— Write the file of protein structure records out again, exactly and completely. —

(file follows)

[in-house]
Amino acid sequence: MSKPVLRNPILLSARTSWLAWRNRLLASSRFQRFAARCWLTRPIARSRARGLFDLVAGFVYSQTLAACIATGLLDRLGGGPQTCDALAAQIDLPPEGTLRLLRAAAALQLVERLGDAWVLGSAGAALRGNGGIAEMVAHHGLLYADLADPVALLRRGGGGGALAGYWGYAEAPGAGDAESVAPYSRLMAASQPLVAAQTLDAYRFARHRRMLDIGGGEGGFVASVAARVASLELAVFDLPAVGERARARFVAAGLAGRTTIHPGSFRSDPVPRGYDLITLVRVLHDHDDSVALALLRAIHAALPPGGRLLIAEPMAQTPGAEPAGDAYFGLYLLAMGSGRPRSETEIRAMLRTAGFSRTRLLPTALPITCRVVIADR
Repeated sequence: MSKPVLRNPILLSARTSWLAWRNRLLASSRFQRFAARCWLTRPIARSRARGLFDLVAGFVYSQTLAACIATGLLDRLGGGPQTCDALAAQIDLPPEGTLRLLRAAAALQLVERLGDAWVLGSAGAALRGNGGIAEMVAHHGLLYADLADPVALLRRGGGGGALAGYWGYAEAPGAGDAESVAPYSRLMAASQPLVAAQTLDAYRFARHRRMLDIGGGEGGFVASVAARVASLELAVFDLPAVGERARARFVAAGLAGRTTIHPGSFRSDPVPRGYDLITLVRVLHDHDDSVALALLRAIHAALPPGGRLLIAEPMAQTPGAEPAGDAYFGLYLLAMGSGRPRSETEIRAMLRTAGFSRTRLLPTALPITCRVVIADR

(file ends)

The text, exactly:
[in-house]
Amino acid sequence: MSKPVLRNPILLSARTSWLAWRNRLLASSRFQRFAARCWLTRPIARSRARGLFDLVAGFVYSQTLAACIATGLLDRLGGGPQTCDALAAQIDLPPEGTLRLLRAAAALQLVERLGDAWVLGSAGAALRGNGGIAEMVAHHGLLYADLADPVALLRRGGGGGALAGYWGYAEAPGAGDAESVAPYSRLMAASQPLVAAQTLDAYRFARHRRMLDIGGGEGGFVASVAARVASLELAVFDLPAVGERARARFVAAGLAGRTTIHPGSFRSDPVPRGYDLITLVRVLHDHDDSVALALLRAIHAALPPGGRLLIAEPMAQTPGAEPAGDAYFGLYLLAMGSGRPRSETEIRAMLRTAGFSRTRLLPTALPITCRVVIADR
Repeated sequence: MSKPVLRNPILLSARTSWLAWRNRLLASSRFQRFAARCWLTRPIARSRARGLFDLVAGFVYSQTLAACIATGLLDRLGGGPQTCDALAAQIDLPPEGTLRLLRAAAALQLVERLGDAWVLGSAGAALRGNGGIAEMVAHHGLLYADLADPVALLRRGGGGGALAGYWGYAEAPGAGDAESVAPYSRLMAASQPLVAAQTLDAYRFARHRRMLDIGGGEGGFVASVAARVASLELAVFDLPAVGERARARFVAAGLAGRTTIHPGSFRSDPVPRGYDLITLVRVLHDHDDSVALALLRAIHAALPPGGRLLIAEPMAQTPGAEPAGDAYFGLYLLAMGSGRPRSETEIRAMLRTAGFSRTRLLPTALPITCRVVIADR